A 15th store is scheduled to open in mid-1980 at the new Fair Oaks mall in Northern Virginia. The Fairfax retail complex, at the intersection of Interstate 67 and Rte. 50, will be developed by the Taubman Co., the same shopping center builder who constructed Lakeforest.
Expansion plans through 1986 "are pretty well set," and Woodies is "very carefully looking at" the Baltimore area market. Woodward/Lothrop now has stores in Columbia and Annapolis and would need two major stores in large malls to make full entry into the Baltimore market feasible, Hoffman said. Another likely area for expansion is the Insterstate-95 corridor between Washington and Federicksburg, he indicated.
Woodies "will take a deep breath" in 1979 after capital outlays of some $21 million this year to open the 160,000-square-foot Gaithersburg store and to remodel existing branches as well as the downtown flagship. With new-looking stores at 7 Corners, Wheaton Plaza, Chevy Chase and downtown D.C., Woodies' immediate goal for 1979 is to increase its share of the local market, Hoffman stated.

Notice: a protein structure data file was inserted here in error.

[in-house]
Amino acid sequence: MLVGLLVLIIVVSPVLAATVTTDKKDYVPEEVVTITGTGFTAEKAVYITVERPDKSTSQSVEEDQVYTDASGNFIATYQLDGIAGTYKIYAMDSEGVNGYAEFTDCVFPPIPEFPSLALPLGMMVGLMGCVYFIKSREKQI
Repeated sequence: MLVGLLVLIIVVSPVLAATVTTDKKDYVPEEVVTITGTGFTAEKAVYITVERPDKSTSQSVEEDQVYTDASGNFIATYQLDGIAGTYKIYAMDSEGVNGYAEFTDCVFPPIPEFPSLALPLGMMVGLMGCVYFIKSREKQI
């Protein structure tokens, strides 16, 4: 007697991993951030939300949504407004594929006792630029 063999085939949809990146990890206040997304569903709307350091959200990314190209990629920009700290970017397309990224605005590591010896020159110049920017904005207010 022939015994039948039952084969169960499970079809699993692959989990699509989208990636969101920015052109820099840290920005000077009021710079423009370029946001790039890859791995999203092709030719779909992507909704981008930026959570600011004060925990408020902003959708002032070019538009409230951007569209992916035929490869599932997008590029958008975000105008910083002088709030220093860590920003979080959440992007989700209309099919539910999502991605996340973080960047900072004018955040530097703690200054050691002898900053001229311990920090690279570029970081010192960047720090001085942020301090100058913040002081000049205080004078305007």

The current fiscal year will be "good" for Woodies, with profits advancing despite only modest sales gains that reflect the impact of heavy, remodeling and subway construction as well as new stores in the area. In the first six months ended June 6, sales were up 4.3 percent to $113.8 million, while profits rose 7 percent to $3.28 million ($1.35 a share). Second quarter profits were up 27 percent.
Woodies is looking at the important selling season between now and Christmas with some caution, but Hoffman said he is not so pessimistic about retail sales in this market as some retailers are elsewhere "Continuing inflation and a lackluster economy without any real guidance" are eroding consumer confidence Hoffman stated.
Despite some pessimism, September has been a good month to date. Sportswear, shoes and accessories are among the best-selling items, and "dresses have come back beautifully."
The level of internal and shoplifting theft at Woodies declined, for the first time since 1966, in the most recent year and in the first half of 1978, which Hoffman attributed primarily to his company's own security operations under an excutive vice president.